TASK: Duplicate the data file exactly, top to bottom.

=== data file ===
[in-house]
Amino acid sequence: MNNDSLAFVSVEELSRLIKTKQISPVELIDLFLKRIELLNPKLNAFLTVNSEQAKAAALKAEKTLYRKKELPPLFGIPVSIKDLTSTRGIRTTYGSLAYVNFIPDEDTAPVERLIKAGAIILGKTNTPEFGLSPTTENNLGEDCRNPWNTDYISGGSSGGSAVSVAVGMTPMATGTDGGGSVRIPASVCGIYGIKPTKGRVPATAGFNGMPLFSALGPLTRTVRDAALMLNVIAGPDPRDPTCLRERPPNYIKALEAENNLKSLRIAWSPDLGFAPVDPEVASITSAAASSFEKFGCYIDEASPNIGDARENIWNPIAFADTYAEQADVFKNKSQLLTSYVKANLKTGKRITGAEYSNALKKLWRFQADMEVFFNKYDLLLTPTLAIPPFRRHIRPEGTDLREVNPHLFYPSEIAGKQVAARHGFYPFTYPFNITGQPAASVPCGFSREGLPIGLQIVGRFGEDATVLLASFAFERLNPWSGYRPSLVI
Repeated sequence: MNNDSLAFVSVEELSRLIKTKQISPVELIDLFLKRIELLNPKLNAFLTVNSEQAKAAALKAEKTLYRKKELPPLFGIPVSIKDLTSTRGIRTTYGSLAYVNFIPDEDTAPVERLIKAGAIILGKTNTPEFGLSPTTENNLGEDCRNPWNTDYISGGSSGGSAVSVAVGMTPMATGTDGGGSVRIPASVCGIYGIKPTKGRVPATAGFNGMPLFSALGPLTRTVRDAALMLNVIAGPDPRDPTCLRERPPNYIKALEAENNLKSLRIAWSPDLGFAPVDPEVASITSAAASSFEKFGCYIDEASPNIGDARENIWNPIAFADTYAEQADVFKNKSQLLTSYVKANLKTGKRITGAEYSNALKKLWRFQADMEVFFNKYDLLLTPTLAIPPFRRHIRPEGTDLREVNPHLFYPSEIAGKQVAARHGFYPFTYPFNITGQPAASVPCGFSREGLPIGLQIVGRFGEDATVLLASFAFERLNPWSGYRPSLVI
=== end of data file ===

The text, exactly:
[in-house]
Amino acid sequence: MNNDSLAFVSVEELSRLIKTKQISPVELIDLFLKRIELLNPKLNAFLTVNSEQAKAAALKAEKTLYRKKELPPLFGIPVSIKDLTSTRGIRTTYGSLAYVNFIPDEDTAPVERLIKAGAIILGKTNTPEFGLSPTTENNLGEDCRNPWNTDYISGGSSGGSAVSVAVGMTPMATGTDGGGSVRIPASVCGIYGIKPTKGRVPATAGFNGMPLFSALGPLTRTVRDAALMLNVIAGPDPRDPTCLRERPPNYIKALEAENNLKSLRIAWSPDLGFAPVDPEVASITSAAASSFEKFGCYIDEASPNIGDARENIWNPIAFADTYAEQADVFKNKSQLLTSYVKANLKTGKRITGAEYSNALKKLWRFQADMEVFFNKYDLLLTPTLAIPPFRRHIRPEGTDLREVNPHLFYPSEIAGKQVAARHGFYPFTYPFNITGQPAASVPCGFSREGLPIGLQIVGRFGEDATVLLASFAFERLNPWSGYRPSLVI
Repeated sequence: MNNDSLAFVSVEELSRLIKTKQISPVELIDLFLKRIELLNPKLNAFLTVNSEQAKAAALKAEKTLYRKKELPPLFGIPVSIKDLTSTRGIRTTYGSLAYVNFIPDEDTAPVERLIKAGAIILGKTNTPEFGLSPTTENNLGEDCRNPWNTDYISGGSSGGSAVSVAVGMTPMATGTDGGGSVRIPASVCGIYGIKPTKGRVPATAGFNGMPLFSALGPLTRTVRDAALMLNVIAGPDPRDPTCLRERPPNYIKALEAENNLKSLRIAWSPDLGFAPVDPEVASITSAAASSFEKFGCYIDEASPNIGDARENIWNPIAFADTYAEQADVFKNKSQLLTSYVKANLKTGKRITGAEYSNALKKLWRFQADMEVFFNKYDLLLTPTLAIPPFRRHIRPEGTDLREVNPHLFYPSEIAGKQVAARHGFYPFTYPFNITGQPAASVPCGFSREGLPIGLQIVGRFGEDATVLLASFAFERLNPWSGYRPSLVI